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Be aware of your best ways to retain information. It's common nowadays to take laptops right in the classroom and type away taking notes or even using recorders. Some students will just keep those notes or recordings and reuse them when it's test time. But many students and even those of us in the working world, find that transcribing your notes again after the class is a positive way to reinforce what you heard in the lecture or classroom. It also enables you to perhaps catch something you may not understand, but hurriedly typed down or just passed over listening in the class. As other noted, in taking advantage of professors or TA's hours, those gaps in your notes can be a good talking point to discuss lessons and assure you are grasping the key points for the course. You can use the notes and findings too if you are in a study group. Doing this, your aren't realizing you have gaps one day before a test.

I was also one of those, who if I could, took morning classes if available and tried to see if I could finish me classes by mid-afternoon. Not always 100% able, but it allowed me to use professor times which had a tendency to be in the afternoons and to participate in some school activities such as clubs, publications, etc. Those activities can often be a great stepping stone to future jobs and a great way to meet people.

Keep up with assignments and reading. Don't cram. As others pointed out, fill your time between classes somewhere relaxing, but do your simpler reading assignments, fine tune To Do lists, or re-read notes. Keep the information fresh and current each day. You will feel a little less stressed, more on top of your workload and find you have the time to enjoy some extracurricular activities and weekends and evenings may not be so panicked filled. Can't emphasis enough how being organized in college can make all the difference.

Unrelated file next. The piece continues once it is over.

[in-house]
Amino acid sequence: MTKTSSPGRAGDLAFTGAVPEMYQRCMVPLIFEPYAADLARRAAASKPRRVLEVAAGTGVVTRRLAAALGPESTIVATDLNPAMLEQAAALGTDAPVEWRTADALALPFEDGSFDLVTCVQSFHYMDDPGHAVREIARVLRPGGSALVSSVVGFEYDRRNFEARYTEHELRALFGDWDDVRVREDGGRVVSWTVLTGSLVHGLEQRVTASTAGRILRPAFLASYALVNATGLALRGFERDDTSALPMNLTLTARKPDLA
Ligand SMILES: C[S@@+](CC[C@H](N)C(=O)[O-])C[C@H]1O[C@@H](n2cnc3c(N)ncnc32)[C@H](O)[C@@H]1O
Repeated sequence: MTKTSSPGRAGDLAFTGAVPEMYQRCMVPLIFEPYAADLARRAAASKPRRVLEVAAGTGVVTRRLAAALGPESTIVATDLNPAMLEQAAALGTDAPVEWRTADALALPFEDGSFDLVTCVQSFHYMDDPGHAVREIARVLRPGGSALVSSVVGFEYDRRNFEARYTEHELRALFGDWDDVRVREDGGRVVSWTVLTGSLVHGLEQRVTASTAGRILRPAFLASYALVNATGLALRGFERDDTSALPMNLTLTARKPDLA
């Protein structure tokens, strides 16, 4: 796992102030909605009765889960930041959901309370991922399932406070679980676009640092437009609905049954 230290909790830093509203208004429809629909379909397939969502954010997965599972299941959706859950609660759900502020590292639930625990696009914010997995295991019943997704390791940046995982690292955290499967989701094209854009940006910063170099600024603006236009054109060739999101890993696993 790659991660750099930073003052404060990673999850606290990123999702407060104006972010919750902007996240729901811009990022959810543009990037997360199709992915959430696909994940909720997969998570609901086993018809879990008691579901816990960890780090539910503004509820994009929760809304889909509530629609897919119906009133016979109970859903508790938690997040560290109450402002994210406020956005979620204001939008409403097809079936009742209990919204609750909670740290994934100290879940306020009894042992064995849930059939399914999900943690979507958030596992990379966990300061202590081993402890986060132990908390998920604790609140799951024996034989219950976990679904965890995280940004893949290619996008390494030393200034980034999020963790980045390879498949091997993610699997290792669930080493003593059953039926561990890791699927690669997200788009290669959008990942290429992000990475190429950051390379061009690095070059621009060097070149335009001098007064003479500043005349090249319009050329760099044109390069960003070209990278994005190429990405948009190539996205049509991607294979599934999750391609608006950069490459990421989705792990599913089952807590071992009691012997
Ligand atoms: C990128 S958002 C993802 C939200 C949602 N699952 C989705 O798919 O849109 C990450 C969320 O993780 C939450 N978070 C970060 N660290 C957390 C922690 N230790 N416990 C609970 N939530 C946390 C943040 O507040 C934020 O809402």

Good luck


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Britanie,

I think it's awesome that you are being proactive and preparing for your first year of college. I believe you are well on your way to success! Weekly To-Do Lists are definitely the way to go. I used to make my list every Sunday for everything that is due that week. I would slot each assignment for a specific day and time (for instance, Economics discussion post - Monday 7-9pm, Biology assignment - Tuesday 11am-2pm, etc.), while being mindful of other commitments like work or social outings. Doing it this way helped me to not wait until the last minute and then become overwhelmed by the amount of assignments due. I would also recommend reviewing all of your syllabi prior to the start of class, when possible. As you go through each syllabus, make sure you take note of all assignments, their due dates and what is required. Anything that you can do ahead of time, do it. This will help you manage your time for assignments/projects that are more time consuming.

Hope this helps and good luck to you!


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Do what makes you happy first! If you knock out one item from your list, you'll have the energy and enthusiasm to keep going. Sometimes we get stuck on an item on our to-do list because it's not something we really want to do, instead of procrastinating on that item move on to a different item that motivates you. Less time wasted!